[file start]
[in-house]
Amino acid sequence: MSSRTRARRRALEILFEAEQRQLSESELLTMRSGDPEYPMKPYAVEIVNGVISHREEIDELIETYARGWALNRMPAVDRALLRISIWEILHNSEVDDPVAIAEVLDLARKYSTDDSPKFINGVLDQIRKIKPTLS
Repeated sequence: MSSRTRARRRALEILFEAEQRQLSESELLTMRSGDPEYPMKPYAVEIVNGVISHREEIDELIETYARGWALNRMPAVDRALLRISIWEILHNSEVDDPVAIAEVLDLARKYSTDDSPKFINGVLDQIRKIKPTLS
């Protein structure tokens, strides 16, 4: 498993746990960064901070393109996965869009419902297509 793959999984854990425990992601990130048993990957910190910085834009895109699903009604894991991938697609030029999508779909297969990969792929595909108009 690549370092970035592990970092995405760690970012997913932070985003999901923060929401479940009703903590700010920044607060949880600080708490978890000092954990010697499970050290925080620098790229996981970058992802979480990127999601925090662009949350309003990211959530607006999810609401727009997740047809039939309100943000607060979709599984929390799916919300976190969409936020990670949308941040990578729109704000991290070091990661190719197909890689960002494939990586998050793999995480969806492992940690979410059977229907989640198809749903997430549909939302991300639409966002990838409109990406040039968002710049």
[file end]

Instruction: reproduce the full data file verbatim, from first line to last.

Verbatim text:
[in-house]
Amino acid sequence: MSSRTRARRRALEILFEAEQRQLSESELLTMRSGDPEYPMKPYAVEIVNGVISHREEIDELIETYARGWALNRMPAVDRALLRISIWEILHNSEVDDPVAIAEVLDLARKYSTDDSPKFINGVLDQIRKIKPTLS
Repeated sequence: MSSRTRARRRALEILFEAEQRQLSESELLTMRSGDPEYPMKPYAVEIVNGVISHREEIDELIETYARGWALNRMPAVDRALLRISIWEILHNSEVDDPVAIAEVLDLARKYSTDDSPKFINGVLDQIRKIKPTLS
């Protein structure tokens, strides 16, 4: 498993746990960064901070393109996965869009419902297509 793959999984854990425990992601990130048993990957910190910085834009895109699903009604894991991938697609030029999508779909297969990969792929595909108009 690549370092970035592990970092995405760690970012997913932070985003999901923060929401479940009703903590700010920044607060949880600080708490978890000092954990010697499970050290925080620098790229996981970058992802979480990127999601925090662009949350309003990211959530607006999810609401727009997740047809039939309100943000607060979709599984929390799916919300976190969409936020990670949308941040990578729109704000991290070091990661190719197909890689960002494939990586998050793999995480969806492992940690979410059977229907989640198809749903997430549909939302991300639409966002990838409109990406040039968002710049």